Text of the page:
From Iceland — Prime Minister: Attacks Could Change How We Live

Prime Minister: Attacks Could Change How We Live

Published November 14, 2015

Andie Sophia Fontaine
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Prime Minister Sigmundur Davíð Gunnlaugsson told reporters that, in light of last night’s attacks in Paris, we need to reassess conditions in Iceland. He will meet with the police and the Ministers of the Interior and Foreign Affairs after the weekend.

“One of course reacts very strongly to seeing what happened, like everyone following this,” the Prime Minister told RÚV, referring to the attacks in Paris last night that left more than 120 people dead. “This is a different kind of terrorism than we’ve seen in neighbouring countries, as many people in different places waged simultaneous war on the streets of Paris. And the number who have fallen is so great that one has difficulty taking it in. And of course, one fears that this could change how we live here in the West, that this will reduce our security, and the things we consider a given won’t be a given anymore.”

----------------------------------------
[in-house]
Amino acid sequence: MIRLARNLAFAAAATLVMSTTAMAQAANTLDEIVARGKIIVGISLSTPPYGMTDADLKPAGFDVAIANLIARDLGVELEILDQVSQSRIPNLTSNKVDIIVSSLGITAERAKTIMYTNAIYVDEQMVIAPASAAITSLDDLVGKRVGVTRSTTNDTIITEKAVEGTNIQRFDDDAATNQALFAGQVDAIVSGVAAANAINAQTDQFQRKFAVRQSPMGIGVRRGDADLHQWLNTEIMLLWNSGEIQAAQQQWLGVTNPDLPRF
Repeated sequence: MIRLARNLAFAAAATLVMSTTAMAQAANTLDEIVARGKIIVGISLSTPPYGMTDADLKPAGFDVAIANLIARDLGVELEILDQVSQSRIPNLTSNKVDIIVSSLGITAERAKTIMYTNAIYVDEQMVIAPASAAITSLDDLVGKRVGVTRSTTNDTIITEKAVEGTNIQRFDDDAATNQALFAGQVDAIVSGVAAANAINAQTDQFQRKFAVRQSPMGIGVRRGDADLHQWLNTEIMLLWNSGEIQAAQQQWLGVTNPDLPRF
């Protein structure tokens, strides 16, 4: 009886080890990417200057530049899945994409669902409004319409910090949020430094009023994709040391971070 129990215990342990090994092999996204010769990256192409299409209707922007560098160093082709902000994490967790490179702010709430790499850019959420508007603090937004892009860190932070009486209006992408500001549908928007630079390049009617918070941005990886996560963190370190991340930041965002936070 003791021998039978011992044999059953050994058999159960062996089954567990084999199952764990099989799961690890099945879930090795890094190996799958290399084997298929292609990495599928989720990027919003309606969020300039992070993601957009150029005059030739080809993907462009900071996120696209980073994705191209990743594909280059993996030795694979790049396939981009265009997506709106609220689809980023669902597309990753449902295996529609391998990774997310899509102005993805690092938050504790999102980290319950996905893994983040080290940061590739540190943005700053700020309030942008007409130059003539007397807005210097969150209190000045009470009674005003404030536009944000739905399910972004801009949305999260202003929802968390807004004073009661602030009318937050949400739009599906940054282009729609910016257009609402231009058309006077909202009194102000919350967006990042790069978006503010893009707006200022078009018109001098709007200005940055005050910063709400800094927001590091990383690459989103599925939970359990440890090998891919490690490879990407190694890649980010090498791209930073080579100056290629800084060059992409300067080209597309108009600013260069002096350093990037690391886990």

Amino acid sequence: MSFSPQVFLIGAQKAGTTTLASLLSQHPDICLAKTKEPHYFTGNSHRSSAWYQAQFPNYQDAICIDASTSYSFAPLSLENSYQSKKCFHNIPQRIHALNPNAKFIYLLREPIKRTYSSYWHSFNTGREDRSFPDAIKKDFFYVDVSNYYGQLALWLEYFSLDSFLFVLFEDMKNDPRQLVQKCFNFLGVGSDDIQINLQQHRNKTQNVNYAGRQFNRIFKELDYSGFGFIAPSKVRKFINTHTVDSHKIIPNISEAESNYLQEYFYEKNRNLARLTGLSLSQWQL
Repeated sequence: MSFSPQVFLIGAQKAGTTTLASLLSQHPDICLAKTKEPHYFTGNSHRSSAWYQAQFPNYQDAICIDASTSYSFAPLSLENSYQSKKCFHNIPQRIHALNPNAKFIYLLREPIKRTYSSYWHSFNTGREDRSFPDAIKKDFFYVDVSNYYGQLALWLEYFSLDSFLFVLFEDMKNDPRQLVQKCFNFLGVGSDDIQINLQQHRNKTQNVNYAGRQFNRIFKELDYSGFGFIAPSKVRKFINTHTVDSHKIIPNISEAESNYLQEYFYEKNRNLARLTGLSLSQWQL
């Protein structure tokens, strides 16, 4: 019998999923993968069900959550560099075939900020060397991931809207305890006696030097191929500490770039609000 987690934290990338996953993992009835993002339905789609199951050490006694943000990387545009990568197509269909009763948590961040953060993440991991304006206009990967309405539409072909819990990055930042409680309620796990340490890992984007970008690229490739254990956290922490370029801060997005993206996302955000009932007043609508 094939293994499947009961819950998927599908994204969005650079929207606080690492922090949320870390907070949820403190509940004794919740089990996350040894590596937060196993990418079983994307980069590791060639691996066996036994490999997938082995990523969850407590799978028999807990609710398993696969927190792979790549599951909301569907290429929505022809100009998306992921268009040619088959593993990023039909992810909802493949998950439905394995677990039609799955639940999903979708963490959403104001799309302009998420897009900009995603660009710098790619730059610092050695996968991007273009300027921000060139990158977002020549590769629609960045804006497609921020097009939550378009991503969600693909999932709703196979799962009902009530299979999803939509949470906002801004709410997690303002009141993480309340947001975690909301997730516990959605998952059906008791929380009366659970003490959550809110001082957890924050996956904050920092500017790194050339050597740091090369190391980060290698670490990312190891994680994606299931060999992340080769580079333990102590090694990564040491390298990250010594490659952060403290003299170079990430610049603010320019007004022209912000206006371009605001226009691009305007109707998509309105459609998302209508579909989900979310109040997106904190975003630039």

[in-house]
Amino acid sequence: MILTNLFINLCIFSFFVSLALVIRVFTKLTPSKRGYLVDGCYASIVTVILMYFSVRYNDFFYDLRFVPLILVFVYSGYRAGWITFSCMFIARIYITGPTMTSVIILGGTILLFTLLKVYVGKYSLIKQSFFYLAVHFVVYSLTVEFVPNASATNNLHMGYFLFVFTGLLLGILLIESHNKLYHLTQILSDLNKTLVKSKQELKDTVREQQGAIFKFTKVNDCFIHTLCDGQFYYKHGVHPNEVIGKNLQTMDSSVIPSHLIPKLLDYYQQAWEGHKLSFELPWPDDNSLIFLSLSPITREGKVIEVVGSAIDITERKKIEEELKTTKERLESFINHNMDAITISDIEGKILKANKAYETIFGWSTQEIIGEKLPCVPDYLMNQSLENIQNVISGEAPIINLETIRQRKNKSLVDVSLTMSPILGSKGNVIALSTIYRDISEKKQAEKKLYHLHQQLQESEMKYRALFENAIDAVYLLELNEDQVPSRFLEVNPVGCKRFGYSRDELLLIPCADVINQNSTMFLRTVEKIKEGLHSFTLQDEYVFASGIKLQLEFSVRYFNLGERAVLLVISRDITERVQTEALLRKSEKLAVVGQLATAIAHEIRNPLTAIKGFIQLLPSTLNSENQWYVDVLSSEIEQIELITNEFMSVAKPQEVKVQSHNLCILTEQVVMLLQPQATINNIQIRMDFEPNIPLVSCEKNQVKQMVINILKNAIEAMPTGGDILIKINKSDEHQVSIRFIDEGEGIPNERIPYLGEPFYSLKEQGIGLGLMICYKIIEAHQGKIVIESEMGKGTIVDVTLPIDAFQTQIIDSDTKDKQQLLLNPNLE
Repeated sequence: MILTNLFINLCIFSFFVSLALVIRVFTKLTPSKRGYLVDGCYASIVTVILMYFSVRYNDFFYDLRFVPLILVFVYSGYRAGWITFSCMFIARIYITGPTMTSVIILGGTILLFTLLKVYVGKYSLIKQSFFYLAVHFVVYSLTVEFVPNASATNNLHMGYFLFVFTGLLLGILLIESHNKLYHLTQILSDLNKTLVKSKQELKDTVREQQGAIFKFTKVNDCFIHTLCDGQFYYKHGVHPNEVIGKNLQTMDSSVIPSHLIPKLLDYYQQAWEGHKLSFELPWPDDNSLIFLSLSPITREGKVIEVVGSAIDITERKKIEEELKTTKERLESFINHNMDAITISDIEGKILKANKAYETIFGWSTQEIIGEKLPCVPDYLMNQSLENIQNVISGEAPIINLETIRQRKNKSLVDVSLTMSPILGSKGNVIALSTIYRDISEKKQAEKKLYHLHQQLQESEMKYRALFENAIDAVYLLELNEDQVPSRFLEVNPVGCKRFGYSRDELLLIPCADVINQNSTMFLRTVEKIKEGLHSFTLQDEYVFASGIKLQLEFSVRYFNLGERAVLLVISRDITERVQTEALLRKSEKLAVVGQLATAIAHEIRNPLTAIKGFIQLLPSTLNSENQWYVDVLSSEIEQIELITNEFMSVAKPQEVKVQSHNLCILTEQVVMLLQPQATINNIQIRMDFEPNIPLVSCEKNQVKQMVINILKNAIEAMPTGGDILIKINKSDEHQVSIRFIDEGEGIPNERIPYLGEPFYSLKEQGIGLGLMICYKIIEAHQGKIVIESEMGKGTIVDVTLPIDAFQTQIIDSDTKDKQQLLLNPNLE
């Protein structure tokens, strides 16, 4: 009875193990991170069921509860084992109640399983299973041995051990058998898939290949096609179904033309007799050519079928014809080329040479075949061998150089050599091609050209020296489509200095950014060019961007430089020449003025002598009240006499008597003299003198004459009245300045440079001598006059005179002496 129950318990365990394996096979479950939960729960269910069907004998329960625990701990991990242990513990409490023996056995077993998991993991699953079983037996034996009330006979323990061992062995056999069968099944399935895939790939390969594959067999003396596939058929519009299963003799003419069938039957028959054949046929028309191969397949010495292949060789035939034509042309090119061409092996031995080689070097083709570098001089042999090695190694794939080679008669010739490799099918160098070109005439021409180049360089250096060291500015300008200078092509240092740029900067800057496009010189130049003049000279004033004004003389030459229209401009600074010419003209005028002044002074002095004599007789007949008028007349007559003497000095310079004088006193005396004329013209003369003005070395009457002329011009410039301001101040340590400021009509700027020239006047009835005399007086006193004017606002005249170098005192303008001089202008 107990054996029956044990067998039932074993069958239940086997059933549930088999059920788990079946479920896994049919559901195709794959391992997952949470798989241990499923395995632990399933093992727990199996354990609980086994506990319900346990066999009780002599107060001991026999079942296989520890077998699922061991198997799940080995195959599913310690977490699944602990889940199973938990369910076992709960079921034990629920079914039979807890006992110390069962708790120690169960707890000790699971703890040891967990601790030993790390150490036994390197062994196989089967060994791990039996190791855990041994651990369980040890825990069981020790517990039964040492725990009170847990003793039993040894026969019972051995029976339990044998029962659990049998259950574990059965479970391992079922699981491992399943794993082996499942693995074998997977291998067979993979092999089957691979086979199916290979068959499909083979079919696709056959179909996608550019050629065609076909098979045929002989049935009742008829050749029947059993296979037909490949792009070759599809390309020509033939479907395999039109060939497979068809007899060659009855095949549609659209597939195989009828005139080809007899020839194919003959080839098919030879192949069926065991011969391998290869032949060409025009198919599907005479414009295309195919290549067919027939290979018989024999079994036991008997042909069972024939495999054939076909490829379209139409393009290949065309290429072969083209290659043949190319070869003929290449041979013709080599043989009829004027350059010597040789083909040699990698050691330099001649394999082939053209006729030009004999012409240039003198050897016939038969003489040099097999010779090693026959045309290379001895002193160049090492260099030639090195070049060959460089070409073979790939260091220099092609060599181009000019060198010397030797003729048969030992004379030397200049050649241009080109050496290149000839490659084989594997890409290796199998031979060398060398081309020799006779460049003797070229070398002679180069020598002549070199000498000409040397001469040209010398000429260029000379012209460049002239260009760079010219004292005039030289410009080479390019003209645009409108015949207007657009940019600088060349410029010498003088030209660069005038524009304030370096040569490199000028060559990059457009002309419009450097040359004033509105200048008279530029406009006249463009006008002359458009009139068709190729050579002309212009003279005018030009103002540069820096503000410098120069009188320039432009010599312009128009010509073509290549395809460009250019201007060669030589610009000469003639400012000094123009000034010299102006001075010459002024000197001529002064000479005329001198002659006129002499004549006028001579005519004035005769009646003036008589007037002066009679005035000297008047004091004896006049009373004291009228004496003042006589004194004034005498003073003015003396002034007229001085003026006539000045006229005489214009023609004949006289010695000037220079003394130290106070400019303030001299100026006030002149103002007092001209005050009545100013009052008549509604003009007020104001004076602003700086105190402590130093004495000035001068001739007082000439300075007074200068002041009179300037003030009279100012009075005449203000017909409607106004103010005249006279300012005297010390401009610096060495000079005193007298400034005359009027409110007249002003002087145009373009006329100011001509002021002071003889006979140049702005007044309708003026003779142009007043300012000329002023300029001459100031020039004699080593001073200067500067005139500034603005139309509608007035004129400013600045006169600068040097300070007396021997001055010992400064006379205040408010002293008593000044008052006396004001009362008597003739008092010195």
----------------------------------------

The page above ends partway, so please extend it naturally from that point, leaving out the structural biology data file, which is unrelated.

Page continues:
Sigmundur told reporters that the Icelandic police have already been in contact with the police in other countries, to assess whether another attack is possible in other countries, or even here.

“We believe there is no overwhelming danger here now,” he said. “On the other hand, we will soon assess whether this changes conditions here, how we can be prepared, and how we work with other countries,” adding that he will meet the Minister of the Interior and the Minister of Foreign Affairs, alongside the police, “to see whether this calls for any measures on our behalf.”

It was pointed out to the Prime Minister that some media outlets have seen a surge in racist and xenophobic comments under their news articles, and have in some cases deleted them. When asked for his opinion on the matter, the Prime Minister said:

“I haven’t really being reading the comments on news stories any more than before. But you often see strange things there. And when events [like the attacks] happen, that maybe sets off that kind of discussion. But it is important to be mindful that this isn’t done to create divisiveness and suspicion in Western societies, at least not more than is unfortunately the case already.”

When asked if he thought xenophobic comments could be dangerous, Sigmundur said:

“They of course can be. But it can also be dangerous to try and stop the discussion. It’s better that misinformation comes to light, so that it’s possible to correct it.”

The Reykjavík Grapevine would like to extend its deepest sympathies to the victims and the survivors of the attack, and to implore our readers to not let this senseless violence fan the flames of fear and hatred towards our fellow human beings, wherever they may live or hail from.

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